3. God (aka Mother Nature, aka biology) isn't susceptible to distorted reality.  Jobs may have been able to will software engineers to do the impossible, but his ignorance (I'd consider it arrogance) around his initial cancer diagnosis was some combination of naive, egotistical and frankly, selfish.
  4. Sell!  Sell!  Sell!  Here's one thing I feel pretty sure about - if you own Apple stock and have an investment horizon beyond about 5 years, sell it now. Jobs - for all his personality flaws - was Apple.  Not Ives.  Not Cook.  Not any of them.  Jobs.  It's not that every good idea was his.  Rather, that none of the good ideas would have turned out as great as they did without his embrace of doing the impossible.  I can think of no compelling argument why Apple will be the brilliant company it currently is without Jobs at the helm.

Read the book, it's pretty compelling.


This morning I was listening to Elvis Costello's "Deep Dark Truthful Mirror" on Spotify.

The line "A butterfly drinks a turtle's tears" struck me as interesting.  So I Googled it.

And came across this post about butterflies drinking from turtle eyes in the Amazon rainforest and this incredible image.


I then Tweeted a link to the post, and got an instantaneous reply from Alicia Kan telling me the image inspired her day.

So let's recap:  Listening to a song that lives in a cloud somewhere I was struck by a lyric.  I Googled that lyric to find its meaning, and learned about something in nature I never knew existed.  I shared that learning with a group of relative strangers.  One person found it compelling enough that it inspired her day.  Oh, and all this happened within about three minutes.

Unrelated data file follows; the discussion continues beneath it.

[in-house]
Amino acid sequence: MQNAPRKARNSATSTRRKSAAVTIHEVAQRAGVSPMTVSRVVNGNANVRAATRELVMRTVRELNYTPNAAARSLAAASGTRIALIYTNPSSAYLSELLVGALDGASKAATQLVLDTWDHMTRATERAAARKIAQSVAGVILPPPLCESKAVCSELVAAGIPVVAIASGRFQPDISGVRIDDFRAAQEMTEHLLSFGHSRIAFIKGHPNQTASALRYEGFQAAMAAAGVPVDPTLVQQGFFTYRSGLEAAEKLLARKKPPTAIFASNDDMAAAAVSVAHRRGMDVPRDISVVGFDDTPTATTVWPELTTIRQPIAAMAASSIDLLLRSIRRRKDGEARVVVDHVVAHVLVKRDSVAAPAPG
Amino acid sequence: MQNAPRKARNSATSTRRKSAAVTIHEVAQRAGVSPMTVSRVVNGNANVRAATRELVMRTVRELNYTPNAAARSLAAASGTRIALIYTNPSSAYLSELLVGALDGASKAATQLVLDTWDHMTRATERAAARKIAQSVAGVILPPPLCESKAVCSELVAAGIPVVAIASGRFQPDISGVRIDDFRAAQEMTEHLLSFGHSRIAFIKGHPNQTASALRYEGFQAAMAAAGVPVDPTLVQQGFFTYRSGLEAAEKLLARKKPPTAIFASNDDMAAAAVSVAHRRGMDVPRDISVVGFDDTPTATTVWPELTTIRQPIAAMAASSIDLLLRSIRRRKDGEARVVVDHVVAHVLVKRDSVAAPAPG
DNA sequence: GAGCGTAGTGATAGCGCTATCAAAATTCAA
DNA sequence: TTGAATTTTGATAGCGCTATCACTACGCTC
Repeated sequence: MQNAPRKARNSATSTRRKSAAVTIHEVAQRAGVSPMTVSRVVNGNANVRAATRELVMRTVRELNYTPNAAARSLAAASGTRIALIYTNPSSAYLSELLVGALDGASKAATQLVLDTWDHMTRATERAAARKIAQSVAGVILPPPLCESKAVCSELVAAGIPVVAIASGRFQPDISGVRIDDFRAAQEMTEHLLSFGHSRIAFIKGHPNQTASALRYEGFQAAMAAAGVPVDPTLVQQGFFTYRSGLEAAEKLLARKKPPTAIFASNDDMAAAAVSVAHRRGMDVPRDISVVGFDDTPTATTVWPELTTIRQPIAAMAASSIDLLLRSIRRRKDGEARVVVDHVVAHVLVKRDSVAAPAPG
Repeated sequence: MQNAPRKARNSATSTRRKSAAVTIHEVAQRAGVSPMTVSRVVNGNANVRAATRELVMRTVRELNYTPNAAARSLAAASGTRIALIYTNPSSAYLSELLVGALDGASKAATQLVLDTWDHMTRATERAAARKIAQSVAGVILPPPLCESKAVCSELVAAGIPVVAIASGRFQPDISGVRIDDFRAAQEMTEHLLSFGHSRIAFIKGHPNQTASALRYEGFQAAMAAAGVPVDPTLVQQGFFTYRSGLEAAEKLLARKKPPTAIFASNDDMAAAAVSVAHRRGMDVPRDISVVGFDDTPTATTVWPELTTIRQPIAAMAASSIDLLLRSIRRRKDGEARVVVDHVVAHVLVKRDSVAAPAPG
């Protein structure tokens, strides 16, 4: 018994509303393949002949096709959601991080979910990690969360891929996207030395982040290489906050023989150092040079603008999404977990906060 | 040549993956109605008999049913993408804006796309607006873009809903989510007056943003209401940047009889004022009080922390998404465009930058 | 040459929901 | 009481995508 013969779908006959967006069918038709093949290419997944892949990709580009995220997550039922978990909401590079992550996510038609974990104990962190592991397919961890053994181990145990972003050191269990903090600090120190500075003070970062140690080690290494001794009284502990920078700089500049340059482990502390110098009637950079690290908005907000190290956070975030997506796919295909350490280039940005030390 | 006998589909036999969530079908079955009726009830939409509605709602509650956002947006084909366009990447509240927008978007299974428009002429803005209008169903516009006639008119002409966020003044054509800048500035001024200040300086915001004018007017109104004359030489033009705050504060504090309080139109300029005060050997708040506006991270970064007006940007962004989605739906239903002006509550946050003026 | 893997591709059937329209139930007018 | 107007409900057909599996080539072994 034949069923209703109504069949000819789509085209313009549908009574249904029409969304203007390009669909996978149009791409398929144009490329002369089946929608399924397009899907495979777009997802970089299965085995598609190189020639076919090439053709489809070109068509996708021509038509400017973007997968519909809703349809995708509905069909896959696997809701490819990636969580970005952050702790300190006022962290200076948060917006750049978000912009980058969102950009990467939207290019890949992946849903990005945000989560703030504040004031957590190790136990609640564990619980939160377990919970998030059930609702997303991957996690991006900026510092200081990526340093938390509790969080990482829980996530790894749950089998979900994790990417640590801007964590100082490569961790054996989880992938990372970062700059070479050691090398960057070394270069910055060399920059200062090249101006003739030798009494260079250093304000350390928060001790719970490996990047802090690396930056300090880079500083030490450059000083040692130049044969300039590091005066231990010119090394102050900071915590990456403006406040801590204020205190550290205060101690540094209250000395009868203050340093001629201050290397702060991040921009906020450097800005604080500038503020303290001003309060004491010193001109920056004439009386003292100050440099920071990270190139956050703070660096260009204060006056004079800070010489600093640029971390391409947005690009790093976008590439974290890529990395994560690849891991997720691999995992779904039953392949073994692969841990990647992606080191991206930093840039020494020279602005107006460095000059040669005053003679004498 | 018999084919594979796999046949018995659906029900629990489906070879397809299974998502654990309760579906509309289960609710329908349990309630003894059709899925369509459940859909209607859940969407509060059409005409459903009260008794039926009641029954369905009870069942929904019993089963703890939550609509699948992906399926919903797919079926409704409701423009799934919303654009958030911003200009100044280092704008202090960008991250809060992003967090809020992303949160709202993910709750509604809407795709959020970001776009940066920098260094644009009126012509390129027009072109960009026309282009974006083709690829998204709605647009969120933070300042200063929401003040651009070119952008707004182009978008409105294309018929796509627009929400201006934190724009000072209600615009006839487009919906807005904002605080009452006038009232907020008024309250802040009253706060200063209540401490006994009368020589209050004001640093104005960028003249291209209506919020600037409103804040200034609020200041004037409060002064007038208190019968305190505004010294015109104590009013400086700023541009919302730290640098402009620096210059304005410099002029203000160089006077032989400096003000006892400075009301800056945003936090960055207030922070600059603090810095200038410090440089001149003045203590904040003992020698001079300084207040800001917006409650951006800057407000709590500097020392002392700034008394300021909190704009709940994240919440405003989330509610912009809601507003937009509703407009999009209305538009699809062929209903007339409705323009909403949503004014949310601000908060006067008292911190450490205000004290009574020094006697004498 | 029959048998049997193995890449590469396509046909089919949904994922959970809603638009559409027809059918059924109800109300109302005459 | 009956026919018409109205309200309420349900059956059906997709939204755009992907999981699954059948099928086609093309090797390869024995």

This is the wonderful serendipity of the Internet.  It's all that's good about it.  I am so thrilled for my kids that they will never know a world without it.

The Personality Paradox

[cross-posted on the Ogilvy Fresh Influence blog]

I’ve noticed something lately I can only describe as the Personality Paradox (mostly because I’m a big fan of alliteration).

It’s simple:  When it comes to engaging in social media, bigger brands (alliteration! OK, I’ll stop pointing it out.) tend to have smaller personalities.  This shouldn’t come as a huge surprise.

In the case of a big brand there are myriad factors that can cause this Paradox.  First off, having a big personality takes a ton of effort and focus.  Add to that regulatory/compliance issues, organizational challenges, multiple marcom agencies, new management and a million other things, big and small.  Or worse, simply losing sight of the customers who got you there in the first place.